You’ve probably heard of Lean and Six Sigma process improvement methodologies that can shape your entire business to eliminate the waste of resources and product defects.
Once an organization commits to this level of optimization, it’s just a matter of time before they approach the sales department looking for similar benefits.
The difficulty is that converting your sales function into a predicable, scalable engine calls for an entirely different approach compared to other areas of the business.
To address sales pipeline and revenue ceilings, many business leaders overspend their budget with solutions that appear to have promise but don’t deliver the anticipated ROI that justified their investment.
The most common misfires I witness are buying the latest sales tools, hiring additional salespeople without a well laid out plan, bringing in a new sales leader with the expectation that they will be able to fix everything, etc.
On the surface, these strategies may lead to temporary sales improvement, but without a well-structured sales system in place, the systemic problems will resurface, negating short-lived success.
We all understand the concept that if we build a house on a cracked foundation, it will eventually threaten the building’s structural integrity.
Similarly, before you rush off to invest in a new CRM or add more sales personnel, read this article to learn how a proven sales system is an essential platform to build upon.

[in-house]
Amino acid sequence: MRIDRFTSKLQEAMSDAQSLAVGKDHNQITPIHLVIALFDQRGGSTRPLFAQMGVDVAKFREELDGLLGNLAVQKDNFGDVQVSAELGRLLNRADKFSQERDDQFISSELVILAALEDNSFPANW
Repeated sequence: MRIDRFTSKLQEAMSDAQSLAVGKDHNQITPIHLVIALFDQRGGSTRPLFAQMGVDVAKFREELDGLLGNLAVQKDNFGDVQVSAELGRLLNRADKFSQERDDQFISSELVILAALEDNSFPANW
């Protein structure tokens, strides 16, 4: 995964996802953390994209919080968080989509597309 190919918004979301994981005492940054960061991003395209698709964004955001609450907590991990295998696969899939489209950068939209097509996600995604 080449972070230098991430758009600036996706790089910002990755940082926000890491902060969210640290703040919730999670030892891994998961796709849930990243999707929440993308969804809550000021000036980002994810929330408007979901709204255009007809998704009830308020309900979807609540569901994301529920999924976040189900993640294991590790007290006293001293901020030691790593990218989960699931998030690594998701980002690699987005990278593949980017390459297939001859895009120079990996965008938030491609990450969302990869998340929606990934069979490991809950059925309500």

Continue reading to learn more about:
- How a sales system creates a platform to enable scalability
- Why sales role clarity is critical to successfully operate a sales system
- What steps are necessary to tailor a system to your unique environment
What Does a Well-Oiled Sales System Look Like?
A well-oiled sales system is data-driven, customer centric, and aligned with a company’s broader business strategy.
It encompasses a series of interconnected strategies, tools, and activities designed to identify, engage, and convert prospects into long-term customers. The sales system’s purpose is to maximize revenue generation by minimizing inefficiencies and friction points.
Most companies have parts and pieces of a sales system in place, but typically not a cohesive engine that draws all the functions together.
When designed properly, a sales system guides, supports, and governs sales operations so revenue generation can become predictable, repeatable, and scalable.
A productive sales system provides a clear understanding of the roles and responsibilities for sellers and managers. Without clarity on key accountabilities, performance can become unmanageable.
Role definition and clarity are critical to the success of a sales system because they assign ownership to the various functions of acquiring, nurturing, and retaining customers. Non-sales roles that interface with customers also need to be defined, such as customer service and subject matter experts. This ensures that all customer interactions work cohesively toward shared goals.
If you haven’t reached this level of clarity within your position descriptions, you will find helpful guidance in this previous article I wrote called, “Unleash Sales Productivity with Key Accountabilities”.
For effective operation, a sales system also needs to be aligned with the nuances in each unique business. Sales environments can vary significantly when it comes to growth objectives, market demand, product complexity, price positioning, sales cycle length, competitive pressure, etc. These variables need to be considered when designing a sales system that will effectively guide, support, and enable scalability.